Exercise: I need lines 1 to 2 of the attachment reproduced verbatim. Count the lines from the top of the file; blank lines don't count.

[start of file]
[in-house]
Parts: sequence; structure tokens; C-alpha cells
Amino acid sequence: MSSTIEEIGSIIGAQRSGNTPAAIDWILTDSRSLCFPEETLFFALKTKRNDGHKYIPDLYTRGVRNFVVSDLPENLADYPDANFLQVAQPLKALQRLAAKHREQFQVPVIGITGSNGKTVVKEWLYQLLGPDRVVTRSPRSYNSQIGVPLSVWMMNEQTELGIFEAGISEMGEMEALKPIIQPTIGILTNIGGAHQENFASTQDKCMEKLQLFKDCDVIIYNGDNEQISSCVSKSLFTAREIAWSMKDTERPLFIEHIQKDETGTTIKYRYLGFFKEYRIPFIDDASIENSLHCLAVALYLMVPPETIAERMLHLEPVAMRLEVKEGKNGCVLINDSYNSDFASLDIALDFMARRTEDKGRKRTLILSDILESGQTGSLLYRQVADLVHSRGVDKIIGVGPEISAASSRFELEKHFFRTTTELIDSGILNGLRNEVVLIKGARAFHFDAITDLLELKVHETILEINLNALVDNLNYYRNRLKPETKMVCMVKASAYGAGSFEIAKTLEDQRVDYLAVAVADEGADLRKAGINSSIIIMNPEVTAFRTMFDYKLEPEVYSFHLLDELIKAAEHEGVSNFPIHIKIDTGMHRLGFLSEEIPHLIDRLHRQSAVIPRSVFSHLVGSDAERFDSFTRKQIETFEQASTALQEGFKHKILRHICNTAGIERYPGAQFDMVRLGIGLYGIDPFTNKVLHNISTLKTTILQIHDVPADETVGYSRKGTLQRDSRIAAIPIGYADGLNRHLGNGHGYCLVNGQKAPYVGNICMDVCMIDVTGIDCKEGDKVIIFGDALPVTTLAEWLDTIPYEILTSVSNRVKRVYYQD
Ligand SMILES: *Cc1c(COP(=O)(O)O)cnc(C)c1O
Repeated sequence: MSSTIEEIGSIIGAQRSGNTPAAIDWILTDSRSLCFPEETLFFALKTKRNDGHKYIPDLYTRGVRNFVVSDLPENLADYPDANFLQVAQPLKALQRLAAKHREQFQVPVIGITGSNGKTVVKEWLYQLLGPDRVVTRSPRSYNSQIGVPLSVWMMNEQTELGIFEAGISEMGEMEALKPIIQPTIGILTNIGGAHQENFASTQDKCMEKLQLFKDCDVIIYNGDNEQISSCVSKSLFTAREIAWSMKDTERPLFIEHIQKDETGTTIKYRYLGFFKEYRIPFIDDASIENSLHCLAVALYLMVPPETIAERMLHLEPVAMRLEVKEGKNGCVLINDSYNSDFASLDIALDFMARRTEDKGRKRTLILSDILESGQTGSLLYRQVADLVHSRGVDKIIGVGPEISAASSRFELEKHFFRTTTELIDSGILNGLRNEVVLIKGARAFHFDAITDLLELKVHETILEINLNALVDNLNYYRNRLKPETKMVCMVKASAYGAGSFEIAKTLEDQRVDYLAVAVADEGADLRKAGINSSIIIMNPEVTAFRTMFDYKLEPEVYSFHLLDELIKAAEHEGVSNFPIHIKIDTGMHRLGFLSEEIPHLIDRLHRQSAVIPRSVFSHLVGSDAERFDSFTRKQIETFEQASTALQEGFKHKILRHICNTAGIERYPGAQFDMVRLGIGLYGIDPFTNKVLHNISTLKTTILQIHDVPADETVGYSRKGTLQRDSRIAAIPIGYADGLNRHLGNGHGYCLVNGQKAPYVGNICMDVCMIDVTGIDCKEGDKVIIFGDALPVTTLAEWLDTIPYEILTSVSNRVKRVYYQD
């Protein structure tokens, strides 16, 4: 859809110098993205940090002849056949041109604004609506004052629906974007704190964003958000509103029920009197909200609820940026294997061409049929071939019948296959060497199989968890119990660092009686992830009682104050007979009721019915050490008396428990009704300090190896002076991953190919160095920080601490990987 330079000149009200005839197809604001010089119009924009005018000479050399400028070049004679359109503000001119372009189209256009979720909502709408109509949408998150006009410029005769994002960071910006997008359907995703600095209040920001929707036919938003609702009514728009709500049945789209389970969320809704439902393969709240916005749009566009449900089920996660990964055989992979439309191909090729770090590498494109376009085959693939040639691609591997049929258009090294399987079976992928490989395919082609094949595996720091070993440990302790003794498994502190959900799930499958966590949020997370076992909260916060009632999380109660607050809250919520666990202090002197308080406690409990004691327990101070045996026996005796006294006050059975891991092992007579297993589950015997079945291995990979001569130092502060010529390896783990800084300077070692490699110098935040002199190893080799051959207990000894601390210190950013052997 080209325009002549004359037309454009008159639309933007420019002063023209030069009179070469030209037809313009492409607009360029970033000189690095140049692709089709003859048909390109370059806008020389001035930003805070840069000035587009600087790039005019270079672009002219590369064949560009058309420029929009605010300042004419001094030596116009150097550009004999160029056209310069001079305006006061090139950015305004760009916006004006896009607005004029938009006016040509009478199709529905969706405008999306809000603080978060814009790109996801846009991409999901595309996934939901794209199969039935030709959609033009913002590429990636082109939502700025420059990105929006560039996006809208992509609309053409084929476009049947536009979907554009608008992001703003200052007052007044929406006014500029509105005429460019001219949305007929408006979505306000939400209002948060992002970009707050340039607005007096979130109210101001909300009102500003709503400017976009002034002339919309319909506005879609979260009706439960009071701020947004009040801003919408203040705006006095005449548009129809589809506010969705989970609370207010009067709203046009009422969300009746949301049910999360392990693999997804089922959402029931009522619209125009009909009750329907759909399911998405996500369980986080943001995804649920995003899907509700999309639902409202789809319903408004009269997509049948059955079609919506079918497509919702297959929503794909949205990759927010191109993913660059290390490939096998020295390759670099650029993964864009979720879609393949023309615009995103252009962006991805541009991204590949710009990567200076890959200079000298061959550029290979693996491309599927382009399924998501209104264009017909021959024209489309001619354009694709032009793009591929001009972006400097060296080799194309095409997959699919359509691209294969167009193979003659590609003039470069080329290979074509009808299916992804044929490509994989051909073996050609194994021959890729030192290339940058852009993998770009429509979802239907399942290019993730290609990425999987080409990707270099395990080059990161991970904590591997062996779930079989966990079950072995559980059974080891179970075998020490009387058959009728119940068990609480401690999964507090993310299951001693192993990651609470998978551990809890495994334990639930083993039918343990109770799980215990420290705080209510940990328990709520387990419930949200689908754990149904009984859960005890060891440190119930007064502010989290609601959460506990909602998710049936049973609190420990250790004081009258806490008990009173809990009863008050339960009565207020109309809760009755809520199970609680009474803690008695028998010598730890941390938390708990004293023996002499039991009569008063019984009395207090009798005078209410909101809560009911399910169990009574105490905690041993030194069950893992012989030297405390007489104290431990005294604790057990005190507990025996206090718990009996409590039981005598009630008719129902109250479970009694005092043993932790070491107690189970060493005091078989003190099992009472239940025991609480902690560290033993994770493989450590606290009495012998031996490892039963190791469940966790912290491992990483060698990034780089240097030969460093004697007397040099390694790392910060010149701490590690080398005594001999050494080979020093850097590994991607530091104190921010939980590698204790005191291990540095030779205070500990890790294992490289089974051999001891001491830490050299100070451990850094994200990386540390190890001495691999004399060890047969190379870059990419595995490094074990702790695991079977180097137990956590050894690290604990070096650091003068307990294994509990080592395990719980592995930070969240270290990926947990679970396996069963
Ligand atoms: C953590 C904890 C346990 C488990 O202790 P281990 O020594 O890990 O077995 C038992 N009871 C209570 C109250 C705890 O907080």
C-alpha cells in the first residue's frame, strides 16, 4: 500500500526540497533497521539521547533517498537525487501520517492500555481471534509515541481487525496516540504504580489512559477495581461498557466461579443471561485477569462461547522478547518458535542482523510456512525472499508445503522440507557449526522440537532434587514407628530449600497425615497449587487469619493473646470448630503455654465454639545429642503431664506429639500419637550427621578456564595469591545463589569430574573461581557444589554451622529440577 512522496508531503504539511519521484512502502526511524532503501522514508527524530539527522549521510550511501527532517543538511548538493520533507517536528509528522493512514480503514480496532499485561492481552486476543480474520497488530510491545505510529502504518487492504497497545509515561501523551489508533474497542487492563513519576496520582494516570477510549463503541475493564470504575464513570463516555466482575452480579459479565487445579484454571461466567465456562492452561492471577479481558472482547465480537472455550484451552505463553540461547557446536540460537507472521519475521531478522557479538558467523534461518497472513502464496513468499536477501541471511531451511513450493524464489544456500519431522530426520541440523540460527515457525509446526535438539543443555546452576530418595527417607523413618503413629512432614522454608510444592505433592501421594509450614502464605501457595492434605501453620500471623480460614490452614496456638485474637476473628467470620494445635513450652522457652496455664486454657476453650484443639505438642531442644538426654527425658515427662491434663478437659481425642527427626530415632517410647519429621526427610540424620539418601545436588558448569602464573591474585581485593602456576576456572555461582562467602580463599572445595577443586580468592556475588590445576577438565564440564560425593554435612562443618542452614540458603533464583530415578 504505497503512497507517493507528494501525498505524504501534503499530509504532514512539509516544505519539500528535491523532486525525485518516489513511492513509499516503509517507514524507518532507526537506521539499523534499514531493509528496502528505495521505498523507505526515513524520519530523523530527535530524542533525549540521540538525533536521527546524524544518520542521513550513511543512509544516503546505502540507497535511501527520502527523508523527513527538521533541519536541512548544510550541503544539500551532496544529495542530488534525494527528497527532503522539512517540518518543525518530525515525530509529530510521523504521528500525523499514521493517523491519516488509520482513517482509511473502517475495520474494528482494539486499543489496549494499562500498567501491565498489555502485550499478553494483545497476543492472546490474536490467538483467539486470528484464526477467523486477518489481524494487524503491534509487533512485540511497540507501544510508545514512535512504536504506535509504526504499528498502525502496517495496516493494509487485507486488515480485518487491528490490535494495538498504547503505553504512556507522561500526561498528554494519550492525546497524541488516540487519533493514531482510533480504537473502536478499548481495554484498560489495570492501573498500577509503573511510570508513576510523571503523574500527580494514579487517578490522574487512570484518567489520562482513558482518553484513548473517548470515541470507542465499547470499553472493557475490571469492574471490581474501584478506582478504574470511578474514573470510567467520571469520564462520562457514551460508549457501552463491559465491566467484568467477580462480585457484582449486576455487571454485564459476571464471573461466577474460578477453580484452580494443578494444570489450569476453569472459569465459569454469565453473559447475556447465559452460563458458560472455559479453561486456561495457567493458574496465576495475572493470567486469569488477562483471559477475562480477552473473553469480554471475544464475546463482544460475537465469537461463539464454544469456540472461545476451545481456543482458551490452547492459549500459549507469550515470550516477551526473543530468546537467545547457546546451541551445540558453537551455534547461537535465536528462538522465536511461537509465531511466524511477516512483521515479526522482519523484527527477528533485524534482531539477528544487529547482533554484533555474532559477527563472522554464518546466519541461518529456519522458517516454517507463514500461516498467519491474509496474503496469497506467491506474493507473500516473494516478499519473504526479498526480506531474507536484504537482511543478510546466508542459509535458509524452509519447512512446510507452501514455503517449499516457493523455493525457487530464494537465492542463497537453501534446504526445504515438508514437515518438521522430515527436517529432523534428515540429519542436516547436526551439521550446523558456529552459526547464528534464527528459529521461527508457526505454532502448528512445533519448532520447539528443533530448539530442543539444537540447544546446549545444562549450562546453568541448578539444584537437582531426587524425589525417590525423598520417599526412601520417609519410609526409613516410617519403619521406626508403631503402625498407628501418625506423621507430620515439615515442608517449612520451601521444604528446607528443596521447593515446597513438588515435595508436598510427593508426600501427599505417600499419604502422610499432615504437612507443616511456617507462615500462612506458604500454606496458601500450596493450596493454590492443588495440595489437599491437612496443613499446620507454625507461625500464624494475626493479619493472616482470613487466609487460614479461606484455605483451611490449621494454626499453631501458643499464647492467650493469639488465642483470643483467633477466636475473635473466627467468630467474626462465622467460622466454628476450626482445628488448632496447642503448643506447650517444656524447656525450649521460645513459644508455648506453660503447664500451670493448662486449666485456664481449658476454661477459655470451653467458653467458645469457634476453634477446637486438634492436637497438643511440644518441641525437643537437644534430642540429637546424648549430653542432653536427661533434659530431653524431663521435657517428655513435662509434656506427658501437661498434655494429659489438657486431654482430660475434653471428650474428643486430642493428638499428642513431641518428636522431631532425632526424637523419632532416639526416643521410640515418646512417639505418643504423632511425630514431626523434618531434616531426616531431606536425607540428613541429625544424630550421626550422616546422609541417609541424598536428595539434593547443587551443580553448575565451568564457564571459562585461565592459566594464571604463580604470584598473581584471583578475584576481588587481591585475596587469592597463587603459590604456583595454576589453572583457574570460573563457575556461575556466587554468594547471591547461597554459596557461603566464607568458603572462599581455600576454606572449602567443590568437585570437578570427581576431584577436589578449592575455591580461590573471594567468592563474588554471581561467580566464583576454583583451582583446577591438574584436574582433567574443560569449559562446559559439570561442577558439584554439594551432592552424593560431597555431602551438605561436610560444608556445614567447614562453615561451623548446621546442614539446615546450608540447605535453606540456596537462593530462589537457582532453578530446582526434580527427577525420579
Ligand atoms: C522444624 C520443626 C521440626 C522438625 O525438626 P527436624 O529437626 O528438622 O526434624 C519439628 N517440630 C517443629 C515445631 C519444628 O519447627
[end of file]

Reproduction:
[in-house]
Parts: sequence; structure tokens; C-alpha cells